We were so excited. After seven long years, we were doing it. We were finally going back to Key West for the Parrot Head convention. We used to go every year, but that was B.C. (Before Children.) I used to go even Before Husband. I’ve been six times and my husband had gone three times.
The convention, called “Meeting of the Minds,” is a four-day music fest for Jimmy Buffett fans – the hard-core ones that join the Parrot Head Clubs. It’s one big-long party, and for most, it’s like a family reunion. We’d meet people from all over the country and every year we’d reconnect in Key West. We’d see friends who’d moved away from our home clubs, make new friends and broaden our Parrot Head family.
Jimmy Buffett’s band, The Coral Reefers, plays every year, and Jimmy himself shows up about every other year. The year we met, my future husband came down to the convention but he decided on it last minute so he couldn’t officially register. Jimmy came that year, the same day as my husband, and without convention credentials my husband couldn’t get into the concert. I didn’t want him to feel bad, so we spent Jimmy’s concert sitting in a bar by ourselves while the rest of the island saw the show. read more
I’ve been thinking about my mom. I lost her in October 2009. Technically I lost her eight years before, when she slipped completely into her Alzheimer’s world, but anyway, she’s on my mind. I haven’t written that much about her in this space, so I thought I would let you get to know her.
To my mother, grocery shopping was serious business. Sometimes I would lie on her bed as she fell asleep she would roll over and say, “Ground beef. Lettuce. Mustard.”
Every week we’d go to Waldbaum’s, Grand Union and the A& P because each one possessed a unique quality that was unequaled at the other. Once my mother discovered coupons, the need for specificity grew. Now I know that coupons didn’t come out in my lifetime but they were new to my mom, and Waldbaum’s would have double coupons on Wednesdays — we’d always go there for the best coupon deals. We once had a coupon for $1.25 for free coffee, and they doubled it so they actually paid us to take it. I think we saved 13 dollars that day. Our excitement over the deal inseminated the bargain shopper in me.
Since she was somewhat of an expert, Mom taught me the golden rules of shopping. Buy only name brands. Del Monte tomatoes and canned vegetables, Bird’s Eye frozen vegetables, Ore Ida frozen potatoes, Dairylea milk, Dannon flavored yogurt and Colombo plain yogurt. Never buy pre-chopped meat. Instead, pick out a nice sirloin and have the butcher chop it up. Grated cheese: Pick out a nice Pecorino Romano or Parmesan from the deli and have them grate it for you. I don’t know about then but I bought some grated Pecorino Romano from the deli recently and it was $11 for a quarter pound. Good thing my family had money. read more
I know I’m gonna get a lot of hate mail (or at least hate comments) but I’ll just spit it out. We gave the puppy away. We had to.
We had so many reasons. The biggest one was that the puppy kept attacking the kids. Yes, the puppy was playing. Yes, we could have trained it out of her. But the problem was not the puppy, it was our daughter. The trainer told us to stand still when the puppy started biting and say “Off!” when she bit our bodies or our clothes. We told our son what to do maybe three times. When he started doing it, the puppy lost interest and left him alone.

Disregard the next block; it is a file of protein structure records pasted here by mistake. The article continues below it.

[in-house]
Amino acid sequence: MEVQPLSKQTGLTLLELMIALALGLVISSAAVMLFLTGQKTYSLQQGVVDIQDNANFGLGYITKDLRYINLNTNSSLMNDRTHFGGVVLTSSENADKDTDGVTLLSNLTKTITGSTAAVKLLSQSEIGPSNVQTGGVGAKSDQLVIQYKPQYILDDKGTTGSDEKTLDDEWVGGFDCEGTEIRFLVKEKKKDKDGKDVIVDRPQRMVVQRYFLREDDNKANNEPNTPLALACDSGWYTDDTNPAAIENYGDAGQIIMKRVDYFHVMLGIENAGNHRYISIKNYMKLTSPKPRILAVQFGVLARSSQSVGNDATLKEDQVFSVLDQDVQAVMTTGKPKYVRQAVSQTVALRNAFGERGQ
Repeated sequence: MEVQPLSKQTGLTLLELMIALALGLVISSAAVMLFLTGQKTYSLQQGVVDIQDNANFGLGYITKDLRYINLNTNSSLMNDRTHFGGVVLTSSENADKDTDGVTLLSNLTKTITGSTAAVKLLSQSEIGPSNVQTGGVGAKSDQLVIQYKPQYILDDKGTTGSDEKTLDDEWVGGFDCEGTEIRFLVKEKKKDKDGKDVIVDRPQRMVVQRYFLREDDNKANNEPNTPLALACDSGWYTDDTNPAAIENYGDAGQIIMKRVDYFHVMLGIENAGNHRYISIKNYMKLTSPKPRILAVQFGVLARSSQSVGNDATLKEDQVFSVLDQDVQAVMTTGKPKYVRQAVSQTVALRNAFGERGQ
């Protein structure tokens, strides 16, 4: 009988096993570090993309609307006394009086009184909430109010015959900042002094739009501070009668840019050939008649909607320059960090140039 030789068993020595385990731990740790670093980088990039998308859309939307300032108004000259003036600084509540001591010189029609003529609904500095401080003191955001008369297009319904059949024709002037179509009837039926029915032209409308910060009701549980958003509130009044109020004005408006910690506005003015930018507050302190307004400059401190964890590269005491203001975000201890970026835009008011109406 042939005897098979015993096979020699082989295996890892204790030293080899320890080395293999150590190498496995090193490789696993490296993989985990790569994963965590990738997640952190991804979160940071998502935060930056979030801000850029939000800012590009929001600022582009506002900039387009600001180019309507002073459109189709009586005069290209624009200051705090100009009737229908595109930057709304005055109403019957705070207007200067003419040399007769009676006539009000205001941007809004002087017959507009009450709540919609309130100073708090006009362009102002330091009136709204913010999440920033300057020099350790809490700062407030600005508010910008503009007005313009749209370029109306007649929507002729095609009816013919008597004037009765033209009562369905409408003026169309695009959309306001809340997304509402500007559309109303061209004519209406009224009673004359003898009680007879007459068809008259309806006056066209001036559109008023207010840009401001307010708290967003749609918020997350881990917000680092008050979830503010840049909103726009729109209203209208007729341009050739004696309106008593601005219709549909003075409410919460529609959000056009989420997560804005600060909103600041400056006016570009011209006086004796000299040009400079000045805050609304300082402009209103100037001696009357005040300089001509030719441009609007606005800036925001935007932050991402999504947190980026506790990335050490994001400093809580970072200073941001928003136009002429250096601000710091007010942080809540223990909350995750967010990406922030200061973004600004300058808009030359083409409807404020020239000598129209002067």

We told our daughter what to do maybe three hundred times. She simply would not do it. Instead she’d jump around or run away, which encouraged the dog to play, chase her and bite again. When the puppy did bite, my daughter would kick her to get her off of her leg. We told our daughter that she’d hurt the puppy and the puppy would turn against her, but she kept doing it. Sometimes she’d whack the dog on the nose to get her back for biting. Again, we told her to stop. We told her the dog wouldn’t like her. And eventually it happened. My daughter would do something to the puppy and the puppy would fight back. And still, our daughter wouldn’t stop. read more
I thought we could handle it. I thought it was time. I thought it would be fun, and cute, and therapeutic. I was wrong. Very, very wrong.
My daughter’s been asking for a dog since she learned to talk. She loves dogs. Every time we see someone walking a dog, she asks if she can pet it. Every time she sees a picture of a dog, she goes on and on about how cute it is. Every time she thinks about a dog, she asks when we’ll get one. And we’re dog people, so naturally we planned to get a dog.
We waited for the kids to get old enough. My daughter’s almost seven and my son’s almost four, so we figured they were ready. We made a plan. We would get a doggie door. We would build a fence. I’d done the due diligence. I was ready. We were ready.
I started to look for rescue dogs to adopt. I looked for a poodle mix that was medium-sized. We wanted a smart dog who didn’t shed and would be good with the kids. I would have loved a small dog but we have huge hawks in our backyard and they’ll attack any animal smaller than twenty pounds. It’s true. I looked it up. read more
I apologize for the late post. I went to New York for a funeral. Pleas read on.
The first time I met Mary, she was moving into the house next door to mine. She was tall, Italian and had short black hair, curled and coiffed so it never moved. Her seven-year-old daughter, Beth, asked me if I wanted to have a picnic on the front lawn. I was nine and wary of hanging out with younger kids, but she was so nice and she was right next door, so I said yes. Beth and I laid a blanket out on the tall grass that grew above the septic tank. We could hear her mom and dad, but mostly her mom, directing the movers as they emptied their truck. Mary was multitasking, taking care of Beth’s baby sister while she got the house in order.